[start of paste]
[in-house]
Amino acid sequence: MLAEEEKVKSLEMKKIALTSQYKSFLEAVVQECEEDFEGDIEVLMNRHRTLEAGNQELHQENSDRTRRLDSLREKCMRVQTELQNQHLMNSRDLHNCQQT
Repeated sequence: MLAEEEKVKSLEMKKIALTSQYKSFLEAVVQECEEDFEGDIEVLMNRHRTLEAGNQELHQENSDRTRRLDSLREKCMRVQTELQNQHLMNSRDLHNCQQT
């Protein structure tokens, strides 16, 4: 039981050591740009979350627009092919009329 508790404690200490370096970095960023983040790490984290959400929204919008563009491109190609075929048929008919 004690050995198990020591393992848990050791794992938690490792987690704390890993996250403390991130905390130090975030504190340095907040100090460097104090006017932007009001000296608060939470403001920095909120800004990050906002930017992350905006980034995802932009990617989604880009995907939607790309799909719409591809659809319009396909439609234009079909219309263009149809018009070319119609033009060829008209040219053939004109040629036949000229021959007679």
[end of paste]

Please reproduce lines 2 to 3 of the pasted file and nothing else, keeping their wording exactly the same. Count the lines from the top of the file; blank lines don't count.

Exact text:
Amino acid sequence: MLAEEEKVKSLEMKKIALTSQYKSFLEAVVQECEEDFEGDIEVLMNRHRTLEAGNQELHQENSDRTRRLDSLREKCMRVQTELQNQHLMNSRDLHNCQQT
Repeated sequence: MLAEEEKVKSLEMKKIALTSQYKSFLEAVVQECEEDFEGDIEVLMNRHRTLEAGNQELHQENSDRTRRLDSLREKCMRVQTELQNQHLMNSRDLHNCQQT